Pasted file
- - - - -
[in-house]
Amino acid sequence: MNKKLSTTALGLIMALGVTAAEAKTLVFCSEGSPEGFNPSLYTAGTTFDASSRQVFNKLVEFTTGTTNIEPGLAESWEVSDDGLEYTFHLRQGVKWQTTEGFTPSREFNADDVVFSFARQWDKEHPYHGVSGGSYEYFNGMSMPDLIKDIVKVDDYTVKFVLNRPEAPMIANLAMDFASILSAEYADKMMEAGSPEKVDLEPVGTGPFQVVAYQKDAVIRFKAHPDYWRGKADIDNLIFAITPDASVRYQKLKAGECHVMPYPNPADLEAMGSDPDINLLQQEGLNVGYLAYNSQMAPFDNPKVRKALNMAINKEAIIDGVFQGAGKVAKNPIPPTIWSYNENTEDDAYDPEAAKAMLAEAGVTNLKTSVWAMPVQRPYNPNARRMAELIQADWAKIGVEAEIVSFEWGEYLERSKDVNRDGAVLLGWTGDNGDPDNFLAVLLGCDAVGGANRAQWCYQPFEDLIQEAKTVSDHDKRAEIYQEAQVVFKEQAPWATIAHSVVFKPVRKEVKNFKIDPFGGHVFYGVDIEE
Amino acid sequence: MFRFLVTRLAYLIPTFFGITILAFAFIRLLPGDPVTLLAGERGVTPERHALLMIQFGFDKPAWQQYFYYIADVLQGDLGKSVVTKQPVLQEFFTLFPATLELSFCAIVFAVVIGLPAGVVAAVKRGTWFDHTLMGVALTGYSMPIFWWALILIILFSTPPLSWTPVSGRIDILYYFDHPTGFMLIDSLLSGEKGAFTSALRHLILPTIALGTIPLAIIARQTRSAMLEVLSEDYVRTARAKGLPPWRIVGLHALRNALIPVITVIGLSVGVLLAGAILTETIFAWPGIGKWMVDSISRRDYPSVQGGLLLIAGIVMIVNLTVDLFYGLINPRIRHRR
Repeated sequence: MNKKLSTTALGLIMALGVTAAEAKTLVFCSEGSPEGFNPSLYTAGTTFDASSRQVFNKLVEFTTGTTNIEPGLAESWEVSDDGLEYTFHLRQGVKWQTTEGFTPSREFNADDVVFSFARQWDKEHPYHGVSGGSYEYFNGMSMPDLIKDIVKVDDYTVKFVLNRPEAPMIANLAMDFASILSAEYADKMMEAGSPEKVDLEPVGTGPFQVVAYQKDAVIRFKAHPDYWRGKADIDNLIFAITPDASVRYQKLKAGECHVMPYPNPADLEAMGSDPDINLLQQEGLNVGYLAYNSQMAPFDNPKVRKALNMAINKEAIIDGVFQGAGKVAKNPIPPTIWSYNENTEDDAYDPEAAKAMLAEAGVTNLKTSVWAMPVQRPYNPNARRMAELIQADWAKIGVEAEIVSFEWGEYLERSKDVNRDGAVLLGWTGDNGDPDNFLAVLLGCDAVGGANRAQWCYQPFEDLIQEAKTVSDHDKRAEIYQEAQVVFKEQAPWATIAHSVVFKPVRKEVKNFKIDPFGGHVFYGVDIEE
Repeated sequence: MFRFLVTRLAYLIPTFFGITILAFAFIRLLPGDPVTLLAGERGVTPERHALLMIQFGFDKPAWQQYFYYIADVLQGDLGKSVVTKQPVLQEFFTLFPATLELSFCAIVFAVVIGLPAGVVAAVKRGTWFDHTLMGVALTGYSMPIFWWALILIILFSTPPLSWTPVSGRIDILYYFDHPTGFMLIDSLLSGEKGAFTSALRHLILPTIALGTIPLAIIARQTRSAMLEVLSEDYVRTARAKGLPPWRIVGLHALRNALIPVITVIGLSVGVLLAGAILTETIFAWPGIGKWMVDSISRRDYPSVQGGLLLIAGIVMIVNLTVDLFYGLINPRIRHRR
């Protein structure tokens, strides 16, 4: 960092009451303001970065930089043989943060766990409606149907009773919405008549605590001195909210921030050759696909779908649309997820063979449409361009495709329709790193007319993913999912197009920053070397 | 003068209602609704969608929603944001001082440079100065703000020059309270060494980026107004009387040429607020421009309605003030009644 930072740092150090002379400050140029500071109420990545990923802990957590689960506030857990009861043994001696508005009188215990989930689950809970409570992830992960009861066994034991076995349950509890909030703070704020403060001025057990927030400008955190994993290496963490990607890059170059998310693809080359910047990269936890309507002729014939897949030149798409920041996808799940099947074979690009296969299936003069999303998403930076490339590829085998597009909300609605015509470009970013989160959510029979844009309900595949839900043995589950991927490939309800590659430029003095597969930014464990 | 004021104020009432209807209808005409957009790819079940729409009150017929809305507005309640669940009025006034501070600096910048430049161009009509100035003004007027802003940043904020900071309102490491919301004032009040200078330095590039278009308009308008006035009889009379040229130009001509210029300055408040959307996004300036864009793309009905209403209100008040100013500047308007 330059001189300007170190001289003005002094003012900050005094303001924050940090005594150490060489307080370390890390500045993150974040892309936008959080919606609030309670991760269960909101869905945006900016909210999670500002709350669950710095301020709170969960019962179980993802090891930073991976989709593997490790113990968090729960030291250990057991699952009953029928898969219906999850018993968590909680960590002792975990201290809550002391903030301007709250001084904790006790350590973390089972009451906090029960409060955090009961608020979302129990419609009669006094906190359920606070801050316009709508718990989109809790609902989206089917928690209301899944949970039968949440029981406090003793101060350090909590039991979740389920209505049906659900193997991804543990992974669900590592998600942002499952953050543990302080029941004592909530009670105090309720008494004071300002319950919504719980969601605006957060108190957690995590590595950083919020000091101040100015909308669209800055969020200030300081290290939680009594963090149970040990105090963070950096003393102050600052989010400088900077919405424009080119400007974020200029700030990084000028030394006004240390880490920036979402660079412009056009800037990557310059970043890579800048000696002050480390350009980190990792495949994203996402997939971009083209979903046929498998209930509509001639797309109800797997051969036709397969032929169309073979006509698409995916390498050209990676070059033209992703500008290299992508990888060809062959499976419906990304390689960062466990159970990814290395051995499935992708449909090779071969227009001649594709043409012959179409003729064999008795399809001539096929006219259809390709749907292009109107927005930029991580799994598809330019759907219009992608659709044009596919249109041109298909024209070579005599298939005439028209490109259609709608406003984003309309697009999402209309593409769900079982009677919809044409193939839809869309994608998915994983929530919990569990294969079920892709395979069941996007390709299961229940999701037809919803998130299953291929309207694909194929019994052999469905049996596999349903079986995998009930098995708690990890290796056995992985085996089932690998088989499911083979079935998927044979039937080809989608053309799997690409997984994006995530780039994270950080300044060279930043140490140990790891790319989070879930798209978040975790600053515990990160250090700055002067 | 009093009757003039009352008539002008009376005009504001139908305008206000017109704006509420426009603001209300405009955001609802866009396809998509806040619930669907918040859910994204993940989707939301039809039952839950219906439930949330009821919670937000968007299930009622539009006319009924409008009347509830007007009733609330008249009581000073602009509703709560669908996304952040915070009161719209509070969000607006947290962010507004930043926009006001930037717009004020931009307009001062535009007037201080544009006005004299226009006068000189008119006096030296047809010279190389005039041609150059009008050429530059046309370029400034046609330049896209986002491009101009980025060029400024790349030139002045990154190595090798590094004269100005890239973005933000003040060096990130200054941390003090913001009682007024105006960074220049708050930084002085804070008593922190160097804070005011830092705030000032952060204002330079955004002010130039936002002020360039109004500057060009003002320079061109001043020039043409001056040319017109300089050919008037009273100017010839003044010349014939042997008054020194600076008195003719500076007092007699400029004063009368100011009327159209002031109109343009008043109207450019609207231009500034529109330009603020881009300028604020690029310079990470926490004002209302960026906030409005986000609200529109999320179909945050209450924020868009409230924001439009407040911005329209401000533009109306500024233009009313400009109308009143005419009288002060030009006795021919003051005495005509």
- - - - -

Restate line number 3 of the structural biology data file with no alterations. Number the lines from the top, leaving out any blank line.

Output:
Amino acid sequence: MFRFLVTRLAYLIPTFFGITILAFAFIRLLPGDPVTLLAGERGVTPERHALLMIQFGFDKPAWQQYFYYIADVLQGDLGKSVVTKQPVLQEFFTLFPATLELSFCAIVFAVVIGLPAGVVAAVKRGTWFDHTLMGVALTGYSMPIFWWALILIILFSTPPLSWTPVSGRIDILYYFDHPTGFMLIDSLLSGEKGAFTSALRHLILPTIALGTIPLAIIARQTRSAMLEVLSEDYVRTARAKGLPPWRIVGLHALRNALIPVITVIGLSVGVLLAGAILTETIFAWPGIGKWMVDSISRRDYPSVQGGLLLIAGIVMIVNLTVDLFYGLINPRIRHRR